Project Overview

Plant Hack

interaction design / physical computing

Myself and four other PhD students from QMUL, Pollie Barden, Katja Knecht, Sophie McDonald (from the Media Art and Technology PhD programme) and Dmitrijs Milajevs (from the Theory Group), teamed up to participate in the Symposium and Hackathon in Social Media and Interaction.

The theme of the hack was promoting sustainability, resilience and growth of local groups and communities through the use of social media. Organised by Swansea University and the Sustainable Society Network+, it was held at Emmanuel College, Cambridge on the 23-24 March 2014.

The materials

We were given access to an array of plants and various bits of kit including an Arduino, Raspberry Pi and a multitude of sensors.

The brief

The brief was to use these components to develop a system that encourages people in a shared space to achieve a common goal, such as raising awareness or changing behaviour. The interactions should aim to build up the community encountering the plant+system, enhancing its sustainability, resilience and growth.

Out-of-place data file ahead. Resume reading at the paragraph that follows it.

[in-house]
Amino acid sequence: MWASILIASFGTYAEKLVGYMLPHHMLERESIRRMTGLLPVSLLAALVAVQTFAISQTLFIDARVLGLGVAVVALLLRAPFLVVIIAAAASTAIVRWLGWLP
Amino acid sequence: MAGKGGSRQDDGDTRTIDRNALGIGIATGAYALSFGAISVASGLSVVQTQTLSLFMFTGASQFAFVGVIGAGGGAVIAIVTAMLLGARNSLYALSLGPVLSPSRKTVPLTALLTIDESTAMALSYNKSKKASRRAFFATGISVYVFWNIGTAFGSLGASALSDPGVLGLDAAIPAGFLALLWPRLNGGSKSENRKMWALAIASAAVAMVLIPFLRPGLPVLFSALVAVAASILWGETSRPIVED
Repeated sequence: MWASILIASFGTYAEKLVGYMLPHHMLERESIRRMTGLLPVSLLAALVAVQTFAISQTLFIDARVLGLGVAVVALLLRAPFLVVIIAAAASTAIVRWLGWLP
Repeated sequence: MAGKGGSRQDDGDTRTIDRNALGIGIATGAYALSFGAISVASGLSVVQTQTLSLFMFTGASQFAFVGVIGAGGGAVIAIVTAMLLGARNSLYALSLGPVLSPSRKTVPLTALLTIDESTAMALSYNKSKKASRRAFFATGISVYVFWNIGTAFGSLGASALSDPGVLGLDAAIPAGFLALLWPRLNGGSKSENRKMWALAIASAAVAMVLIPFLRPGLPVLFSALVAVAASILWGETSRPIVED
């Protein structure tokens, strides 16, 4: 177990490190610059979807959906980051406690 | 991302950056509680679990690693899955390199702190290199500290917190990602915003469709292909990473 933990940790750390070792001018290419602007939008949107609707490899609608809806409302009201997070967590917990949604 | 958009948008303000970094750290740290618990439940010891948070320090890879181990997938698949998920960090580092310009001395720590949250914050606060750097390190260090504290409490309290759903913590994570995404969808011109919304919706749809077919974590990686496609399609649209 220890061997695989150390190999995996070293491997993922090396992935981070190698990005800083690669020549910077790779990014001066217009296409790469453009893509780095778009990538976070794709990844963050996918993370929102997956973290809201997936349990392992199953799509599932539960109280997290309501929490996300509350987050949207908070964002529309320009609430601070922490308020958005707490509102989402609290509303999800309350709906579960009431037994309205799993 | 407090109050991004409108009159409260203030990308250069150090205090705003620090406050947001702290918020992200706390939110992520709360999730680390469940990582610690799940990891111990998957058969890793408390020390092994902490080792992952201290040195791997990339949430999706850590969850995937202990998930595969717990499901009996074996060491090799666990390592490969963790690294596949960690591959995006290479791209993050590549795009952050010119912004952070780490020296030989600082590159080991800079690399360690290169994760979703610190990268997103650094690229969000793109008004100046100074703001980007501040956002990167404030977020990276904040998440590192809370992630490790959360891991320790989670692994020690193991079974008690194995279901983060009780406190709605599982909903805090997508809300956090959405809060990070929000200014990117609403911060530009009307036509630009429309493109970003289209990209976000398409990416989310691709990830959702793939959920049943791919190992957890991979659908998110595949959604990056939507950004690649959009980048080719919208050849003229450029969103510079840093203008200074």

What we created

Planticipation is a networked communal watering system and sound art installation designed to be situated throughout a London residential tower block, with a lobby or foyer area which we would be convert into a communal indoor garden. The system aims to promote social connections via plant life, as well as to create a space for shared responsibility and action, while improving the built living environment.

Prizes!

After two days of making together with three other teams from universities around the UK we all presented our working prototypes. Rather excitingly, Planticipation was the winning project and we now get to visit Anirudha Joshi and his research lab at IIT in Mumbai, India. Quite an exciting prize!

Reflections

The combination of Symposium and Hackathon worked really well. Our intsense prototyping was interspersed with thought provoking keynote speeches from Yvonne Rogers from UCL, UK, Anirudha Joshi from IIT Bombay, India, and Jon Froehlich from University of Maryland, USA. There were also informal presentation and feedback sessions, creating space for reflection. This really helped us to refine our ideas over the course of the hack, which can be tricky at such events, when time is so precious and the pressure to get a working prototype is on.